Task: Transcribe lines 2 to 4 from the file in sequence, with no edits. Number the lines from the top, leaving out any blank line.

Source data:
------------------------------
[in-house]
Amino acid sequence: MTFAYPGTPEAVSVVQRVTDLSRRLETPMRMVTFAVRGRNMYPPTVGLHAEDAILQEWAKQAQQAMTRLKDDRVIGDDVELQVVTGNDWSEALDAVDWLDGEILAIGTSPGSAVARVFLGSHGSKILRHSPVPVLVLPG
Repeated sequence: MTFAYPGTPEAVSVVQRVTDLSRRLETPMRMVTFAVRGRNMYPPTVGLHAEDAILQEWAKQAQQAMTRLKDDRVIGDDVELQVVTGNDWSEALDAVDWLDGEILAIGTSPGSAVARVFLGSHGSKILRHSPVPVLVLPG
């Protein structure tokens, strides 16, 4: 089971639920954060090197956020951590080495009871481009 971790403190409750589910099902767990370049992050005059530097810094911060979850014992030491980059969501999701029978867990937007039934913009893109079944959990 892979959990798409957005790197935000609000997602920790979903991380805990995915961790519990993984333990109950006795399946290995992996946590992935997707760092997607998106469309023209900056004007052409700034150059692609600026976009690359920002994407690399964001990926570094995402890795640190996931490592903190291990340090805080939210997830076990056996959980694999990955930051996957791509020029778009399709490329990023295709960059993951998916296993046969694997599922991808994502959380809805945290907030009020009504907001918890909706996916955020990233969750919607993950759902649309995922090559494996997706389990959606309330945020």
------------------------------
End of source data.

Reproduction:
Amino acid sequence: MTFAYPGTPEAVSVVQRVTDLSRRLETPMRMVTFAVRGRNMYPPTVGLHAEDAILQEWAKQAQQAMTRLKDDRVIGDDVELQVVTGNDWSEALDAVDWLDGEILAIGTSPGSAVARVFLGSHGSKILRHSPVPVLVLPG
Repeated sequence: MTFAYPGTPEAVSVVQRVTDLSRRLETPMRMVTFAVRGRNMYPPTVGLHAEDAILQEWAKQAQQAMTRLKDDRVIGDDVELQVVTGNDWSEALDAVDWLDGEILAIGTSPGSAVARVFLGSHGSKILRHSPVPVLVLPG
């Protein structure tokens, strides 16, 4: 089971639920954060090197956020951590080495009871481009 971790403190409750589910099902767990370049992050005059530097810094911060979850014992030491980059969501999701029978867990937007039934913009893109079944959990 892979959990798409957005790197935000609000997602920790979903991380805990995915961790519990993984333990109950006795399946290995992996946590992935997707760092997607998106469309023209900056004007052409700034150059692609600026976009690359920002994407690399964001990926570094995402890795640190996931490592903190291990340090805080939210997830076990056996959980694999990955930051996957791509020029778009399709490329990023295709960059993951998916296993046969694997599922991808994502959380809805945290907030009020009504907001918890909706996916955020990233969750919607993950759902649309995922090559494996997706389990959606309330945020």